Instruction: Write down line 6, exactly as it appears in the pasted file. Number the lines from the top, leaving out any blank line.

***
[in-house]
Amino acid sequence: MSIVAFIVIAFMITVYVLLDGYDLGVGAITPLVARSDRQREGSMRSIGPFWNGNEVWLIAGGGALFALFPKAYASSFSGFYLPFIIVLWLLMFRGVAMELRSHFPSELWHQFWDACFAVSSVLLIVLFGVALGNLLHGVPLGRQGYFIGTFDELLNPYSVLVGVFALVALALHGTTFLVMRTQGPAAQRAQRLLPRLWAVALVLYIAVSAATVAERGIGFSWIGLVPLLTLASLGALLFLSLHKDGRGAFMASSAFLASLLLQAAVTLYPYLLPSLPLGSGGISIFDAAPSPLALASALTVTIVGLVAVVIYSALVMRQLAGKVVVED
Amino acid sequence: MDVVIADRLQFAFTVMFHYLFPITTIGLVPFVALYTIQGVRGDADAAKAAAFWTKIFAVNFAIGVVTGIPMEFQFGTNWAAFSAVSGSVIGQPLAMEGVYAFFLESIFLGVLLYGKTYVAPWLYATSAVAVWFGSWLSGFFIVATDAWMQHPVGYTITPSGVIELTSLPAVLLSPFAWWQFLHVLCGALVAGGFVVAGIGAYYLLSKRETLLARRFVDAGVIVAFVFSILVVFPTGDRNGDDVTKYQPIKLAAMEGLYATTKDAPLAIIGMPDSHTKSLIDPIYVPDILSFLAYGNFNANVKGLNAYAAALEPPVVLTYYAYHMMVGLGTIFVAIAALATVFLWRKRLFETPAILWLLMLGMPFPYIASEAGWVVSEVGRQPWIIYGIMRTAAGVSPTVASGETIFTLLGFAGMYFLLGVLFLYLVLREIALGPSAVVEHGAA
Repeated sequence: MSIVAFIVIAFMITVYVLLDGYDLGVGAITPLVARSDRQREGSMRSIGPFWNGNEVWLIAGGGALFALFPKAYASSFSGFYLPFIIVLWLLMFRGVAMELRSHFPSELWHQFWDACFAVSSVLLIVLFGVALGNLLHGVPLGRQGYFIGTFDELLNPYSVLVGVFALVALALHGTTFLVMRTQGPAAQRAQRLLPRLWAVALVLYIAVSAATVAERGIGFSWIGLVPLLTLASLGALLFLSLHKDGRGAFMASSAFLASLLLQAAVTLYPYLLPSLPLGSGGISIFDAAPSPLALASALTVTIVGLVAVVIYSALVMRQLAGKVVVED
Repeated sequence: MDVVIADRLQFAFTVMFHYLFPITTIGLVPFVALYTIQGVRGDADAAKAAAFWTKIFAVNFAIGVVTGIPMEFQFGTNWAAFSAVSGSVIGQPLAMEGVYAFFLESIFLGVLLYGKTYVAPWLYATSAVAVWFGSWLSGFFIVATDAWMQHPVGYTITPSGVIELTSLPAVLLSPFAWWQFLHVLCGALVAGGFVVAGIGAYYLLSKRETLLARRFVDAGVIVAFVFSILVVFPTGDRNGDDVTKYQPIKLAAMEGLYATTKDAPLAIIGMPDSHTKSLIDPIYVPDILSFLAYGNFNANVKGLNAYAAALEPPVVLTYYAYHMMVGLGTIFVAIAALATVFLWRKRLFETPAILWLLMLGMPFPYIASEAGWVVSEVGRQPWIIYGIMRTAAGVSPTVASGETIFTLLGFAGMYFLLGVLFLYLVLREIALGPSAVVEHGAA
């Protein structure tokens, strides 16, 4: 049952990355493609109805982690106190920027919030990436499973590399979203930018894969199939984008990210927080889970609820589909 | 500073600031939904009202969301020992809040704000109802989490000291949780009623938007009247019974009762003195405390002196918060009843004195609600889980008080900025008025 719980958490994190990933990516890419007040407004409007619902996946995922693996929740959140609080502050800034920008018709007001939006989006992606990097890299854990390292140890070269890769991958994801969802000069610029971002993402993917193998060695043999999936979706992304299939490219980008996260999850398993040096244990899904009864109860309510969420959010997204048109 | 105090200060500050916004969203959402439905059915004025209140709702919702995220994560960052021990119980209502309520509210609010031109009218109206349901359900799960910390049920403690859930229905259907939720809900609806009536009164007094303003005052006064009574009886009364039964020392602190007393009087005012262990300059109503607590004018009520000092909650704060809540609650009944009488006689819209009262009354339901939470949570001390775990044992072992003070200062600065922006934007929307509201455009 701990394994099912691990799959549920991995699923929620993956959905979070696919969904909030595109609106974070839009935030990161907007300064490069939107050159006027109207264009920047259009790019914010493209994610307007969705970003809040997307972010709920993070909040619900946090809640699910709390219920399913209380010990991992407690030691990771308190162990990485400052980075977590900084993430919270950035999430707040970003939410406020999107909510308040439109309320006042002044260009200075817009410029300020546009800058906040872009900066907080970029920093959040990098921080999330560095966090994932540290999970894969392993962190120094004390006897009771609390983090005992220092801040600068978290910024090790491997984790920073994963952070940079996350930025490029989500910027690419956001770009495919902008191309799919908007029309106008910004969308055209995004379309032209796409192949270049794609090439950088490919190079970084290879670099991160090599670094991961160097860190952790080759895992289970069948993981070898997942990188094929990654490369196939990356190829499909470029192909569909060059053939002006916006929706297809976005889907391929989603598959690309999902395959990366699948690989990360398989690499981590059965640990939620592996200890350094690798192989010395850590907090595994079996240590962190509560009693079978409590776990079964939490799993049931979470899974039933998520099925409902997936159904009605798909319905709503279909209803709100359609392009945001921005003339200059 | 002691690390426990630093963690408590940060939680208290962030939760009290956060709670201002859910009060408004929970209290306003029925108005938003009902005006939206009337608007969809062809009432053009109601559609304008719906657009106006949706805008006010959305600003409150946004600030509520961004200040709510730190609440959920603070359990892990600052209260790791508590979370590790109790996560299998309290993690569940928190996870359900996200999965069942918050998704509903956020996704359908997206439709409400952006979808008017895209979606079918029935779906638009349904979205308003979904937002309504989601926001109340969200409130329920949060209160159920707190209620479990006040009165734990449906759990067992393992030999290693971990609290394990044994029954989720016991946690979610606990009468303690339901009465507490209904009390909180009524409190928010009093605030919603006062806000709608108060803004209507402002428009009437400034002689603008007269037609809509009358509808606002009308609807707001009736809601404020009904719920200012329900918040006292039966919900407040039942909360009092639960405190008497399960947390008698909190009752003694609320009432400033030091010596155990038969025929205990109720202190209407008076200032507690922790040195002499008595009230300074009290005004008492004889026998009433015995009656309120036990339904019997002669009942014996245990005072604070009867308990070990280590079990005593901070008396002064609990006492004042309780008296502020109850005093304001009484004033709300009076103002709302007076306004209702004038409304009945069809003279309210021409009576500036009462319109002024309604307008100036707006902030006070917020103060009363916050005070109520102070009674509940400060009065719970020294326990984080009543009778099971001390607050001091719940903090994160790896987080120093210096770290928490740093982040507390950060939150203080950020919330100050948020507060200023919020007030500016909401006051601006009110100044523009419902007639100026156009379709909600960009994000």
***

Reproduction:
């Protein structure tokens, strides 16, 4: 049952990355493609109805982690106190920027919030990436499973590399979203930018894969199939984008990210927080889970609820589909 | 500073600031939904009202969301020992809040704000109802989490000291949780009623938007009247019974009762003195405390002196918060009843004195609600889980008080900025008025 719980958490994190990933990516890419007040407004409007619902996946995922693996929740959140609080502050800034920008018709007001939006989006992606990097890299854990390292140890070269890769991958994801969802000069610029971002993402993917193998060695043999999936979706992304299939490219980008996260999850398993040096244990899904009864109860309510969420959010997204048109 | 105090200060500050916004969203959402439905059915004025209140709702919702995220994560960052021990119980209502309520509210609010031109009218109206349901359900799960910390049920403690859930229905259907939720809900609806009536009164007094303003005052006064009574009886009364039964020392602190007393009087005012262990300059109503607590004018009520000092909650704060809540609650009944009488006689819209009262009354339901939470949570001390775990044992072992003070200062600065922006934007929307509201455009 701990394994099912691990799959549920991995699923929620993956959905979070696919969904909030595109609106974070839009935030990161907007300064490069939107050159006027109207264009920047259009790019914010493209994610307007969705970003809040997307972010709920993070909040619900946090809640699910709390219920399913209380010990991992407690030691990771308190162990990485400052980075977590900084993430919270950035999430707040970003939410406020999107909510308040439109309320006042002044260009200075817009410029300020546009800058906040872009900066907080970029920093959040990098921080999330560095966090994932540290999970894969392993962190120094004390006897009771609390983090005992220092801040600068978290910024090790491997984790920073994963952070940079996350930025490029989500910027690419956001770009495919902008191309799919908007029309106008910004969308055209995004379309032209796409192949270049794609090439950088490919190079970084290879670099991160090599670094991961160097860190952790080759895992289970069948993981070898997942990188094929990654490369196939990356190829499909470029192909569909060059053939002006916006929706297809976005889907391929989603598959690309999902395959990366699948690989990360398989690499981590059965640990939620592996200890350094690798192989010395850590907090595994079996240590962190509560009693079978409590776990079964939490799993049931979470899974039933998520099925409902997936159904009605798909319905709503279909209803709100359609392009945001921005003339200059 | 002691690390426990630093963690408590940060939680208290962030939760009290956060709670201002859910009060408004929970209290306003029925108005938003009902005006939206009337608007969809062809009432053009109601559609304008719906657009106006949706805008006010959305600003409150946004600030509520961004200040709510730190609440959920603070359990892990600052209260790791508590979370590790109790996560299998309290993690569940928190996870359900996200999965069942918050998704509903956020996704359908997206439709409400952006979808008017895209979606079918029935779906638009349904979205308003979904937002309504989601926001109340969200409130329920949060209160159920707190209620479990006040009165734990449906759990067992393992030999290693971990609290394990044994029954989720016991946690979610606990009468303690339901009465507490209904009390909180009524409190928010009093605030919603006062806000709608108060803004209507402002428009009437400034002689603008007269037609809509009358509808606002009308609807707001009736809601404020009904719920200012329900918040006292039966919900407040039942909360009092639960405190008497399960947390008698909190009752003694609320009432400033030091010596155990038969025929205990109720202190209407008076200032507690922790040195002499008595009230300074009290005004008492004889026998009433015995009656309120036990339904019997002669009942014996245990005072604070009867308990070990280590079990005593901070008396002064609990006492004042309780008296502020109850005093304001009484004033709300009076103002709302007076306004209702004038409304009945069809003279309210021409009576500036009462319109002024309604307008100036707006902030006070917020103060009363916050005070109520102070009674509940400060009065719970020294326990984080009543009778099971001390607050001091719940903090994160790896987080120093210096770290928490740093982040507390950060939150203080950020919330100050948020507060200023919020007030500016909401006051601006009110100044523009419902007639100026156009379709909600960009994000």